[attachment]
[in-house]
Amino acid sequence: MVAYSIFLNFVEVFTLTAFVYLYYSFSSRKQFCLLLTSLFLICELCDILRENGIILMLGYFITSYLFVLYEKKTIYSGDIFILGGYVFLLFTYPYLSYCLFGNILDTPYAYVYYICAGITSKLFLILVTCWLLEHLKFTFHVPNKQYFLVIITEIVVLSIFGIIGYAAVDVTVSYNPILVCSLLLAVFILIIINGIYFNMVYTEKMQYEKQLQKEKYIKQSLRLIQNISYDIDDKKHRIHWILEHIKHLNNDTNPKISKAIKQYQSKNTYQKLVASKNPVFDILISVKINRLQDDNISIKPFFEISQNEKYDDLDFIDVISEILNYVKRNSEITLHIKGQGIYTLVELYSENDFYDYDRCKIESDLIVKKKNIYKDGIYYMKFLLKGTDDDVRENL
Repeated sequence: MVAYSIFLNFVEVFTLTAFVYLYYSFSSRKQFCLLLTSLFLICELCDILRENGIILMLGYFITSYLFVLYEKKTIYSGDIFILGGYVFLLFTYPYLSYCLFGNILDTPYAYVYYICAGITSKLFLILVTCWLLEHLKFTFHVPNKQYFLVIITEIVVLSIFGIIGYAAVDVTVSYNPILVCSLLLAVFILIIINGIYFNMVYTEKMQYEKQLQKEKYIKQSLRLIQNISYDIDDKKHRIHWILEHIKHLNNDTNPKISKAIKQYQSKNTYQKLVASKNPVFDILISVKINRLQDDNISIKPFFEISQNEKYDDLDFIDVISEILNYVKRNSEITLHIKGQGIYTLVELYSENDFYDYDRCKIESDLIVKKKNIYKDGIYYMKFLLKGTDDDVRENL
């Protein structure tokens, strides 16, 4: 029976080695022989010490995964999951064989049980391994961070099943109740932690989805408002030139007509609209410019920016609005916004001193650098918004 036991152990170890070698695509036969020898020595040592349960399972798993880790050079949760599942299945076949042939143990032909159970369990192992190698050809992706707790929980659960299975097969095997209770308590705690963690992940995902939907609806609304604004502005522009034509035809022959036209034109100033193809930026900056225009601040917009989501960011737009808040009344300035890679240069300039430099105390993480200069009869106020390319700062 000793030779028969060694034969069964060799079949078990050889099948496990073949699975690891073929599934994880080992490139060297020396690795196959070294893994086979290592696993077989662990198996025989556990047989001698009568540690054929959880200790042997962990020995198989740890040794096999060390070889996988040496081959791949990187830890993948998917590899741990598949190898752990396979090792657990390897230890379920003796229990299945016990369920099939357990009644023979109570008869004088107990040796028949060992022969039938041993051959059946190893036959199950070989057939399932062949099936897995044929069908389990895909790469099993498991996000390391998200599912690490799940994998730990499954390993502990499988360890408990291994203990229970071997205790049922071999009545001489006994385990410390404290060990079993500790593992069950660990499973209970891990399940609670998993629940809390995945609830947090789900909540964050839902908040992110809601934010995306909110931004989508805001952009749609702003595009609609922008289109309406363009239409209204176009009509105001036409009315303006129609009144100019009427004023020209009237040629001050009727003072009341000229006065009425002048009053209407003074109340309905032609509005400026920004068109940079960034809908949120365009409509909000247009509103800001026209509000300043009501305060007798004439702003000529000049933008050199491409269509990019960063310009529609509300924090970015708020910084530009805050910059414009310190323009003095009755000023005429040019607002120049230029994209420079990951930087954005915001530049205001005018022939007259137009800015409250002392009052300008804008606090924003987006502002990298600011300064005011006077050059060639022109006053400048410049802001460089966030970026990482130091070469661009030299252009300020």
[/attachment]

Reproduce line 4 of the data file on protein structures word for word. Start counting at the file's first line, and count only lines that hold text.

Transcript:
């Protein structure tokens, strides 16, 4: 029976080695022989010490995964999951064989049980391994961070099943109740932690989805408002030139007509609209410019920016609005916004001193650098918004 036991152990170890070698695509036969020898020595040592349960399972798993880790050079949760599942299945076949042939143990032909159970369990192992190698050809992706707790929980659960299975097969095997209770308590705690963690992940995902939907609806609304604004502005522009034509035809022959036209034109100033193809930026900056225009601040917009989501960011737009808040009344300035890679240069300039430099105390993480200069009869106020390319700062 000793030779028969060694034969069964060799079949078990050889099948496990073949699975690891073929599934994880080992490139060297020396690795196959070294893994086979290592696993077989662990198996025989556990047989001698009568540690054929959880200790042997962990020995198989740890040794096999060390070889996988040496081959791949990187830890993948998917590899741990598949190898752990396979090792657990390897230890379920003796229990299945016990369920099939357990009644023979109570008869004088107990040796028949060992022969039938041993051959059946190893036959199950070989057939399932062949099936897995044929069908389990895909790469099993498991996000390391998200599912690490799940994998730990499954390993502990499988360890408990291994203990229970071997205790049922071999009545001489006994385990410390404290060990079993500790593992069950660990499973209970891990399940609670998993629940809390995945609830947090789900909540964050839902908040992110809601934010995306909110931004989508805001952009749609702003595009609609922008289109309406363009239409209204176009009509105001036409009315303006129609009144100019009427004023020209009237040629001050009727003072009341000229006065009425002048009053209407003074109340309905032609509005400026920004068109940079960034809908949120365009409509909000247009509103800001026209509000300043009501305060007798004439702003000529000049933008050199491409269509990019960063310009529609509300924090970015708020910084530009805050910059414009310190323009003095009755000023005429040019607002120049230029994209420079990951930087954005915001530049205001005018022939007259137009800015409250002392009052300008804008606090924003987006502002990298600011300064005011006077050059060639022109006053400048410049802001460089966030970026990482130091070469661009030299252009300020």